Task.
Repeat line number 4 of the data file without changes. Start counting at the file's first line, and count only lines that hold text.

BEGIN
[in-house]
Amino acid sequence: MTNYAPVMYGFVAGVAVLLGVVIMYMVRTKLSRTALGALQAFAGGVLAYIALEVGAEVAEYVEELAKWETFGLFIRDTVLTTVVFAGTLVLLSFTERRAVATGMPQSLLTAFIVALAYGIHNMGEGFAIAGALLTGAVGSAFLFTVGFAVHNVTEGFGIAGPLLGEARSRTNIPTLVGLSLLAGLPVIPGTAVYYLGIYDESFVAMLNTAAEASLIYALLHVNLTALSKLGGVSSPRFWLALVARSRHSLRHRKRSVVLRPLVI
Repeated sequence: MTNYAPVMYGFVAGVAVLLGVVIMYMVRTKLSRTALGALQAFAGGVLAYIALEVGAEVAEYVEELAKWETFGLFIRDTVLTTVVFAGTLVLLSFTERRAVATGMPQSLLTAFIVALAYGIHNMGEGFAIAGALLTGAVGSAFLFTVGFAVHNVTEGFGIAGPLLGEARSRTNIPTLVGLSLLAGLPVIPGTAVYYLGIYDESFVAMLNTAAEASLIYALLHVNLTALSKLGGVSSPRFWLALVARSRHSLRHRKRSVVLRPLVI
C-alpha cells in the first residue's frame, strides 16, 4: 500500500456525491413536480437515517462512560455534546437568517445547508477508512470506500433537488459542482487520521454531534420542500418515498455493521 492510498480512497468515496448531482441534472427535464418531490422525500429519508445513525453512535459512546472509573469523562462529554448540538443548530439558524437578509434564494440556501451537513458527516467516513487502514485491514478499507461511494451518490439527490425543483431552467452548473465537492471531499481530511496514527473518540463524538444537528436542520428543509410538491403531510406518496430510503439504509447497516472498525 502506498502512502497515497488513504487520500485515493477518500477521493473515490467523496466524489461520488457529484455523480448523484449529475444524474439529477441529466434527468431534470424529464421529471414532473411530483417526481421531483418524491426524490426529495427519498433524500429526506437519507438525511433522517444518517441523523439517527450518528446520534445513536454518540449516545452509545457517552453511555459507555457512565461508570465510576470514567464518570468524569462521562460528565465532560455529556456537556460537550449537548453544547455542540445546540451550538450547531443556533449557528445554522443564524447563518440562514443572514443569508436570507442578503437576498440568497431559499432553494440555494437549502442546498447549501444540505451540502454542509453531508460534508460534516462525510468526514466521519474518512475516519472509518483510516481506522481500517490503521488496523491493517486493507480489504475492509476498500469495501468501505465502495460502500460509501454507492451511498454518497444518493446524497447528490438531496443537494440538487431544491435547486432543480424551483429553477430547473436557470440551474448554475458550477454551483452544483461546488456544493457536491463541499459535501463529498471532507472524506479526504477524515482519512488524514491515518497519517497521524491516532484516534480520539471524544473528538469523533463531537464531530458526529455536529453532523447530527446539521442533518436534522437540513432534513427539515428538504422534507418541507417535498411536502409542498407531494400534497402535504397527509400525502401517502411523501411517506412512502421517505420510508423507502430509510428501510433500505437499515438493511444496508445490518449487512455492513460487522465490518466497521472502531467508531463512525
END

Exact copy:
C-alpha cells in the first residue's frame, strides 16, 4: 500500500456525491413536480437515517462512560455534546437568517445547508477508512470506500433537488459542482487520521454531534420542500418515498455493521 492510498480512497468515496448531482441534472427535464418531490422525500429519508445513525453512535459512546472509573469523562462529554448540538443548530439558524437578509434564494440556501451537513458527516467516513487502514485491514478499507461511494451518490439527490425543483431552467452548473465537492471531499481530511496514527473518540463524538444537528436542520428543509410538491403531510406518496430510503439504509447497516472498525 502506498502512502497515497488513504487520500485515493477518500477521493473515490467523496466524489461520488457529484455523480448523484449529475444524474439529477441529466434527468431534470424529464421529471414532473411530483417526481421531483418524491426524490426529495427519498433524500429526506437519507438525511433522517444518517441523523439517527450518528446520534445513536454518540449516545452509545457517552453511555459507555457512565461508570465510576470514567464518570468524569462521562460528565465532560455529556456537556460537550449537548453544547455542540445546540451550538450547531443556533449557528445554522443564524447563518440562514443572514443569508436570507442578503437576498440568497431559499432553494440555494437549502442546498447549501444540505451540502454542509453531508460534508460534516462525510468526514466521519474518512475516519472509518483510516481506522481500517490503521488496523491493517486493507480489504475492509476498500469495501468501505465502495460502500460509501454507492451511498454518497444518493446524497447528490438531496443537494440538487431544491435547486432543480424551483429553477430547473436557470440551474448554475458550477454551483452544483461546488456544493457536491463541499459535501463529498471532507472524506479526504477524515482519512488524514491515518497519517497521524491516532484516534480520539471524544473528538469523533463531537464531530458526529455536529453532523447530527446539521442533518436534522437540513432534513427539515428538504422534507418541507417535498411536502409542498407531494400534497402535504397527509400525502401517502411523501411517506412512502421517505420510508423507502430509510428501510433500505437499515438493511444496508445490518449487512455492513460487522465490518466497521472502531467508531463512525